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Luggage

Photo by
Bernhard J. Scheuvens

Johan has a really boring job at the airport. It is his duty to make sure no bags collide when sliding onto the circular conveyor belt in the luggage pick-up zone. All pieces of luggage are loaded onto a straight conveyer belt which ends above the circular conveyor belt. Johan is then manually varying the speed of the straight conveyor so that no collisions occur. He would rather set a constant speed so that he can go to the fika room. There is a sensor at the start of the long conveyor belt so that he can get the positions of all pieces of luggage into his computer. Now all he needs is a program giving him the maximum speed that will avoid all collisions.

The circular conveyor belt moves at a constant speed of $1$ m/s. If a piece of luggage is dropped on the circular belt within one meter of the position of another piece of luggage they may collide, so this should be avoided. Some bags might be picked up on the first round, but you can not know in advance which will be left. The straight conveyor can be set to any speed between $0.1$ m/s and $10$ m/s.

The first line of input contains two positive integers $N$ and $L$ ($1 \leq N \leq L \leq 1\, 000$), where $N$ is the number of pieces of luggage and $L$ is the length of the circular conveyor belt in meters. The second line contains $N$ unique space-separated numbers $x_ i$ ($0 \leq x_ i \leq 1\, 000$) with two digits after the decimal point, denoting luggage positions in meters.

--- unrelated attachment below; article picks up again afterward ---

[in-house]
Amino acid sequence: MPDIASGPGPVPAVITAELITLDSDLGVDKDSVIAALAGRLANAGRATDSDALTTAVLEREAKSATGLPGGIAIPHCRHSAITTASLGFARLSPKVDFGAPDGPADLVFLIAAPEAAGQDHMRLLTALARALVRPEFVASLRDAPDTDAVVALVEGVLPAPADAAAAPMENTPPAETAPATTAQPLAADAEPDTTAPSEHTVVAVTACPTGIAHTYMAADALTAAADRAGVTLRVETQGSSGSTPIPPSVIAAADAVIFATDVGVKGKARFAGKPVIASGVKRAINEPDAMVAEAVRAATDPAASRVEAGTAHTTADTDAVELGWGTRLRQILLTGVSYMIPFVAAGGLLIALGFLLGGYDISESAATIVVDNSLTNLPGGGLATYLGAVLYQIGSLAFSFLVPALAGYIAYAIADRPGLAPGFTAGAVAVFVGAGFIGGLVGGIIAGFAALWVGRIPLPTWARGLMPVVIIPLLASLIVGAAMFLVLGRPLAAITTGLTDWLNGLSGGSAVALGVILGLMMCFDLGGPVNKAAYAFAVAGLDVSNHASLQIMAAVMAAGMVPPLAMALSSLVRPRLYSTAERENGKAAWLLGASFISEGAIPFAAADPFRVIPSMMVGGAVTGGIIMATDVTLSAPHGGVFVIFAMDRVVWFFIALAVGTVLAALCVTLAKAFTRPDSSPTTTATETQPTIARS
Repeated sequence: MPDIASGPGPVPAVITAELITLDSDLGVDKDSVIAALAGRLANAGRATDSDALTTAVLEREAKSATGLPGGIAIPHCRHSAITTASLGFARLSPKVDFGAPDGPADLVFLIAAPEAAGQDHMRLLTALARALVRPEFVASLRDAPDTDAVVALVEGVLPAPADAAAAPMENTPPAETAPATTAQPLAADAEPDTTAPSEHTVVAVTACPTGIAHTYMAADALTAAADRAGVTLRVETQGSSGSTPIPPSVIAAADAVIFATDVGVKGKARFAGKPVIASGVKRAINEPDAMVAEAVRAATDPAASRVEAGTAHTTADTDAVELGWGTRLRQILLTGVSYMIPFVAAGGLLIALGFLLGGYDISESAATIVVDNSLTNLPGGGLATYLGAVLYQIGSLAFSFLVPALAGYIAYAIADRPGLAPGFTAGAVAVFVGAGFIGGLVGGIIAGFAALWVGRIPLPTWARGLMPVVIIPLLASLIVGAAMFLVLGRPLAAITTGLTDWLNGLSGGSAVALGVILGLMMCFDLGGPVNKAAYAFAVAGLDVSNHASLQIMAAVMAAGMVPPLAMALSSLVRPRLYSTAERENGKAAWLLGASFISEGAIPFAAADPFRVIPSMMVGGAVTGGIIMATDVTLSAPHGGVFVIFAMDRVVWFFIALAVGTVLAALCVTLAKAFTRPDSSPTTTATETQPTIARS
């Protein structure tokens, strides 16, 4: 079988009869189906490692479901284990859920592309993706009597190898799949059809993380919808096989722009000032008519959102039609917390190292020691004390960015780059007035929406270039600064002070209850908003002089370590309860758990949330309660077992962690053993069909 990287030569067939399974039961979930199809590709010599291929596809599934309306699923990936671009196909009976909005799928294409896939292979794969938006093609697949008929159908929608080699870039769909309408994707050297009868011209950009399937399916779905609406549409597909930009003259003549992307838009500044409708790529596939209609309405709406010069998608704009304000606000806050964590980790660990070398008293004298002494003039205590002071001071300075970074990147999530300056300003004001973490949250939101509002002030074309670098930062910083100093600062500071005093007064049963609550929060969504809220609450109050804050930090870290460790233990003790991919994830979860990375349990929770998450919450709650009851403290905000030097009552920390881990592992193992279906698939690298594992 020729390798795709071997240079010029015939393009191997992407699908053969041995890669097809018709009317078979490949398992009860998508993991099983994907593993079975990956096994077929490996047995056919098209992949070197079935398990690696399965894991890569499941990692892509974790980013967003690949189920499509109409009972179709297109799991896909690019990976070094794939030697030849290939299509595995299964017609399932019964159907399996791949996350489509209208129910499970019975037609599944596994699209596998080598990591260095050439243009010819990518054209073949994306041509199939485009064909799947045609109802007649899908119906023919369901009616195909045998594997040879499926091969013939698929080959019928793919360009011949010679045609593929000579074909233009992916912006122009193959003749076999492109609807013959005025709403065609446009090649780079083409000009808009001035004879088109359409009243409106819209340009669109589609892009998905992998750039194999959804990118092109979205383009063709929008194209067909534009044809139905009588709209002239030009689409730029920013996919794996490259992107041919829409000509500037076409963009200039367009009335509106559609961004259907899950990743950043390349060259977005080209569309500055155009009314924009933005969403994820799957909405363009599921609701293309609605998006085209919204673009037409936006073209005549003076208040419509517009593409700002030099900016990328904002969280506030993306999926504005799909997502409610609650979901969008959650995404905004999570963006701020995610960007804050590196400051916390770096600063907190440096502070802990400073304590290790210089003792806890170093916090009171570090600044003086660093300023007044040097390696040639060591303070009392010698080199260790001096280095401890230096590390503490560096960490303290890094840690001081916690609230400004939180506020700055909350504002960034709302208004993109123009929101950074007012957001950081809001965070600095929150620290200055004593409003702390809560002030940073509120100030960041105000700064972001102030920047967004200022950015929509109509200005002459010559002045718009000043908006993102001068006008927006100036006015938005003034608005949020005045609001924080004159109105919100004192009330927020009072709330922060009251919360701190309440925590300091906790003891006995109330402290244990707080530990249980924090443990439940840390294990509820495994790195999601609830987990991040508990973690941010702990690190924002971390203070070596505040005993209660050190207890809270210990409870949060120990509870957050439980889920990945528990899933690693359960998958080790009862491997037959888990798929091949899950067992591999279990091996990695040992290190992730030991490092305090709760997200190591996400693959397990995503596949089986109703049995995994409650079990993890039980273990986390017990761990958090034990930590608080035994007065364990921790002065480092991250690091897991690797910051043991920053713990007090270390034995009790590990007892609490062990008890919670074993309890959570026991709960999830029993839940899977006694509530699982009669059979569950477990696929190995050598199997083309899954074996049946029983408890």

Output the maximum speed $v$ in m/s ($0.1 \leq v \leq 10$) that makes sure
no collisions will occur, or “`no fika`” if there is no
such speed. The answer is considered correct if it has an
absolute error of at most $10^{-9}$.

You may assume that when an optimal $v$ exists, each speed in the interval $[v - 10^{-9}, v]$ will also be a valid speed.

Sample Input 1 | Sample Output 1 |
---|---|

2 3 0.00 2.00 |
2 |

Sample Input 2 | Sample Output 2 |
---|---|

3 4 0.05 1.00 3.50 |
0.5 |